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Hallah and Holiness


On the precipice of entering the land of Canaan, Moses sends spies to scout out the terrain and its inhabitants. The strategy backfires as the mixed report from ten of the spies causes a panic. The repercussions were immediate and also reverberated throughout Jewish history. Instead of entering the Land, God condemns the generation to wander for forty years. They died in the desert, forever on the cusp of their destination.


Nahmanides locates their failure in one word, “ephes,” which inadequately translates as “but.”      The spies claim that, “We came to the land that you sent us to, and it is indeed flowing with milk and with honey; and this is its fruit - EPHES – BUT the people who live in the land are fierce, and the cities are fortified and very large indeed. We even saw the descendants of giants there” (Num. 13:28). The “but” nullifies the positive framing in the first clause and emphasizes the daunting challenge ahead. The giants overshadow the prospective blessings.


The connotation of ephes, though, is even stronger than mere cancellation of potential. Ephes literally means zero or nothingness. Nahmanides writes, “But the wickedness of the spies consisted in saying the word ephes, which signifies something negative and beyond human capability, something impossible to achieve under any circumstances.” Their pessimism spreads like wildfire amongst the masses. When confronted with the responsibility of conquering the land and building a society, the Israelites retreated and entreated Moses to escape from that freedom.


Founder of the field of positive psychology, Dr. Martin Seligman, spent his entire career studying psychological agency. Agency has three components: (1) efficacy - the belief in one’s ability to exert effort towards achieving a goal; (2) optimism - the belief that the goal is achievable in the future; and (3) imagination - the goal requires envisioning a future when it is not necessarily presently apparent. In Seligman’s model, happiness and flourishing, the main emphases of positive psychology, are integrally related to human agency.


Seligman’s most recent project is placing agency within its historical context. He contends that when cultures believed in human agency progress followed. In contrast, when the predominant philosophy preached determinacy, societal stagnation ensued. In his article “Agency in Greco-Roman Philosophy,” Seligman traces the construct as it emerged in Homer’s Odyssey; it waxed in the writings of Plato, Aristotle, and the Stoics, and then waned after the 4th century CE due to the deterministic writings of Augustine. Augustine’s influence on Christian theology, particularly as it relates to a removal of human agency correlates with, according to Seligman, the subsequent thousand years of the Dark Ages.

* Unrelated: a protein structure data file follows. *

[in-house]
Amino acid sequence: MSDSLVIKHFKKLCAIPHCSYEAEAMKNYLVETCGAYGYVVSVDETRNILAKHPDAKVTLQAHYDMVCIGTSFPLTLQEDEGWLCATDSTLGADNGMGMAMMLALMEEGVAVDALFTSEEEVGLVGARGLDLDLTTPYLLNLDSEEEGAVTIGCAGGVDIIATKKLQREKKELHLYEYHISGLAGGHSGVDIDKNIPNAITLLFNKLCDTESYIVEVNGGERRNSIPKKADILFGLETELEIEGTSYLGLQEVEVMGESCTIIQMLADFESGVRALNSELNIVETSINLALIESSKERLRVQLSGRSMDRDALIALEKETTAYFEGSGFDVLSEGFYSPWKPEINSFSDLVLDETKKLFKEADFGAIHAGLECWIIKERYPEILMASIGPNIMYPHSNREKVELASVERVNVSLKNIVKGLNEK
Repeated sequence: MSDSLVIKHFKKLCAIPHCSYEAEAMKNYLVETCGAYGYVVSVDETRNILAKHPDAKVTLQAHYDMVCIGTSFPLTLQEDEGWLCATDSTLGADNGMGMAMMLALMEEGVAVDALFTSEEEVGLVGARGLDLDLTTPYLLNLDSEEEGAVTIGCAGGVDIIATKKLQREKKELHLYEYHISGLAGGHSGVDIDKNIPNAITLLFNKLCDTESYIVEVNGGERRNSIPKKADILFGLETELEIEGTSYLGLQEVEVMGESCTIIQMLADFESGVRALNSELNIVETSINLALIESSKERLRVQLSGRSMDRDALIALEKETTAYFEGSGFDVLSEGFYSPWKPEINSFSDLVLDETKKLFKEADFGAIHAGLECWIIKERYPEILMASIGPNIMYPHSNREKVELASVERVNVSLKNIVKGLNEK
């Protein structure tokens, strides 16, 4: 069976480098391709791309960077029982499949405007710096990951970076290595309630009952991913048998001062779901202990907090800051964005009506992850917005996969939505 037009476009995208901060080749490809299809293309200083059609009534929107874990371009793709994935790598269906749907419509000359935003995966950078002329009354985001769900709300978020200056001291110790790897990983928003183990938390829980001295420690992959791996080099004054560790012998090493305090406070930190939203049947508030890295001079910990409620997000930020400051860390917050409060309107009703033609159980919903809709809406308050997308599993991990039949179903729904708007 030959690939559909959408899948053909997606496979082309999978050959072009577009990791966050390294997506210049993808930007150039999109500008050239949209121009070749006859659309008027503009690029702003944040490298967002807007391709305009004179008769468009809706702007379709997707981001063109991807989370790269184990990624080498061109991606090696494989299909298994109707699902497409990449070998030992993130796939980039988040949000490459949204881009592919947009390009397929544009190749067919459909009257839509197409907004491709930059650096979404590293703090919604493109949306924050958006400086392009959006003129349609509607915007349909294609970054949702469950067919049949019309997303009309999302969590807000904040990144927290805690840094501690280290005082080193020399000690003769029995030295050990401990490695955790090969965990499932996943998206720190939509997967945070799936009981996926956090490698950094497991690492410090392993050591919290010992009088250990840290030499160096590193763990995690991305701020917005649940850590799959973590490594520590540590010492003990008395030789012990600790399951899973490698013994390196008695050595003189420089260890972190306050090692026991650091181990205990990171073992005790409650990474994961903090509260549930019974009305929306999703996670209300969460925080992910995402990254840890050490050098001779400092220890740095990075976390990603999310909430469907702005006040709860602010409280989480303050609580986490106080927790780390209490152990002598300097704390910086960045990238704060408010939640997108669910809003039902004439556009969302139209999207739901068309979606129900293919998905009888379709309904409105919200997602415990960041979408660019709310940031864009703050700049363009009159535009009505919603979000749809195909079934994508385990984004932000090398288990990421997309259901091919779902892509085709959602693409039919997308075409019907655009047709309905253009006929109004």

While God is all powerful in Jewish thought, Biblical and Rabbinic theology do not preach determinism. Human agency is a fundamental principle. Jewish philosophy manages to emphasize two sides of a competing dialectic: “All is foreseen, and permission is granted,” Rabbi Akiva pithily summarizes in Pirkei Avot. God and humanity partner in advancing the world.


Emphasizing agency is the antidote to the attitude of the spies. This explains, writes Rabbi Joseph B. Soloveitchik, why the commandment of separating hallah is introduced in Parshat Sh’lach, whereas the other agricultural commandments are set forth in Parshat Korach. The latter laws are completely dependent on the land. Their obligation takes effect while the produce is still growing. In contrast, the obligation to separate hallah only takes effect once the dough is prepared. Hallah fuses reliance on God and human enterprise.  The spies believed they were ephes, passive failures, incapable of settling the land. The message of hallah is that we are active agents, capable, with the help of God, of effecting change.


The precept of hallah also encourages optimism and imagination. The commandment was presented while the Israelites were in the desert. The prospect of kneading dough was a distant dream. The word used to introduce the concept is “ve-haya” – “and then it will be, that when you eat of the bread of the land, you shall offer up a gift to the Lord” (Num. 15:19). Foreshadowing the connection between Seligman’s work on agency and his foundational role in positive psychology, Rabbi Yehudah Aryeh Leib Alter, in his Sefat Emet, references a Midrash that the word ve-haya connotes happiness. Adding a spiritual twist to Seligman’s agency model, hallah signifies happiness because human initiative and industry is dedicated to God.


Character Challenge: Choose a stretch goal that you have been avoiding due to lack of self-efficacy. Build your belief in your sense of agency, ask God for guidance, and optimistically endeavor to accomplish your objective.


Quote from Rabbi Lord Jonathan Sacks, zt”l: “One of the most remarkable features of Judaism – in this respect it is supreme among religious faiths – is its call to human responsibility. God wants us to fight our own battles. This is not abandonment. It does not mean – God forbid – that we are alone. God is with us whenever and wherever we are with him. “Yea, though I walk through the Valley of the shadow of death, I will fear no evil, for you are with me.” What it means is that God calls on us to exercise those qualities – confidence, courage, choice, imagination, determination and will – which allow us to reach our full stature as beings in the image of God” (“The Turning Point,” Covenant & Conversation).





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